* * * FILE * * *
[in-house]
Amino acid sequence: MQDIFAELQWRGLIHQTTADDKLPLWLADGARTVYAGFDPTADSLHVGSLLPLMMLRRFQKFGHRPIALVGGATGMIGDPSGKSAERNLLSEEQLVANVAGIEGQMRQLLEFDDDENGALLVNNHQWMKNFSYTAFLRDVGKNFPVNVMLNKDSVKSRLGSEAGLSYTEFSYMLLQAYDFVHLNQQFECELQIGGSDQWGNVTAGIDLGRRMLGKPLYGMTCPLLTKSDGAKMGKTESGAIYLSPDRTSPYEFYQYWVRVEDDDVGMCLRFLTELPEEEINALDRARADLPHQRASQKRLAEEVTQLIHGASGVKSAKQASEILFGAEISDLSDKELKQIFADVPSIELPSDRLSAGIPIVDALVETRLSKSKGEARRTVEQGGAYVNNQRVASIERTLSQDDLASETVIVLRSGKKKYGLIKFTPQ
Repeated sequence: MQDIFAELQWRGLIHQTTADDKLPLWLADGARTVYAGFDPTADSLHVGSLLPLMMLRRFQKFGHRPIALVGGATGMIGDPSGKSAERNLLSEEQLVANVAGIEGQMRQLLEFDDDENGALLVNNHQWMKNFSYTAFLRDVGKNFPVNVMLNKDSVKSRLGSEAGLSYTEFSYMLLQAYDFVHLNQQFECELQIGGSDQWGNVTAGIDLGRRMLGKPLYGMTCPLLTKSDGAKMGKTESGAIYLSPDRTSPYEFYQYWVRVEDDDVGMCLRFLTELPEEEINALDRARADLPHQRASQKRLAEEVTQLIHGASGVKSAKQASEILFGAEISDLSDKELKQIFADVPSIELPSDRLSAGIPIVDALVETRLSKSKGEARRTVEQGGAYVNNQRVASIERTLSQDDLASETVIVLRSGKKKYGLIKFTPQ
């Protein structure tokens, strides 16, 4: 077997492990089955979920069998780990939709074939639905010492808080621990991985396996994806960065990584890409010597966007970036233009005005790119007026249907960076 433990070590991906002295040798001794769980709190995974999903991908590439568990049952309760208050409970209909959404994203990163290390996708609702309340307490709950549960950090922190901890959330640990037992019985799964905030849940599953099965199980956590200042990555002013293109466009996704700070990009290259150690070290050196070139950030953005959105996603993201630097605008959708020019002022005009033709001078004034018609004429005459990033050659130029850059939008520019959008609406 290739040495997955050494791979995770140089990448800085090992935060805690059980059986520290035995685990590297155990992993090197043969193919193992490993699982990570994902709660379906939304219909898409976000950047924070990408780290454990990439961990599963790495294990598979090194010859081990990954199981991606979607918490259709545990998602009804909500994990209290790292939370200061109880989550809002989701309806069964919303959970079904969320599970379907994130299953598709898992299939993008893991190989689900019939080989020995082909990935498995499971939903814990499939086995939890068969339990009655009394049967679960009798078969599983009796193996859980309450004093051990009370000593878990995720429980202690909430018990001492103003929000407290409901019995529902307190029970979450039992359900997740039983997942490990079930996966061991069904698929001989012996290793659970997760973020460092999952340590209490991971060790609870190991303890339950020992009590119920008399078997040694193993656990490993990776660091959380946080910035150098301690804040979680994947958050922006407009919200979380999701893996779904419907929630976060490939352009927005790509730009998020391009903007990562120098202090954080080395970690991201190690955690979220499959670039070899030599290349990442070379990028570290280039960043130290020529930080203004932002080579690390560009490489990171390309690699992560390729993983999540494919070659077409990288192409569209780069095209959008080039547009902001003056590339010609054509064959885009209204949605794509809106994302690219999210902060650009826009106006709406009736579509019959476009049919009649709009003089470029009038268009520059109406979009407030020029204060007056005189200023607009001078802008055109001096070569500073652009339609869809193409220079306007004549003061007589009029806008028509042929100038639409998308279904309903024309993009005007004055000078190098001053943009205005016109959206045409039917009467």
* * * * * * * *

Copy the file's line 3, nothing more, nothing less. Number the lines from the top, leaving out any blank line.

Repeated sequence: MQDIFAELQWRGLIHQTTADDKLPLWLADGARTVYAGFDPTADSLHVGSLLPLMMLRRFQKFGHRPIALVGGATGMIGDPSGKSAERNLLSEEQLVANVAGIEGQMRQLLEFDDDENGALLVNNHQWMKNFSYTAFLRDVGKNFPVNVMLNKDSVKSRLGSEAGLSYTEFSYMLLQAYDFVHLNQQFECELQIGGSDQWGNVTAGIDLGRRMLGKPLYGMTCPLLTKSDGAKMGKTESGAIYLSPDRTSPYEFYQYWVRVEDDDVGMCLRFLTELPEEEINALDRARADLPHQRASQKRLAEEVTQLIHGASGVKSAKQASEILFGAEISDLSDKELKQIFADVPSIELPSDRLSAGIPIVDALVETRLSKSKGEARRTVEQGGAYVNNQRVASIERTLSQDDLASETVIVLRSGKKKYGLIKFTPQ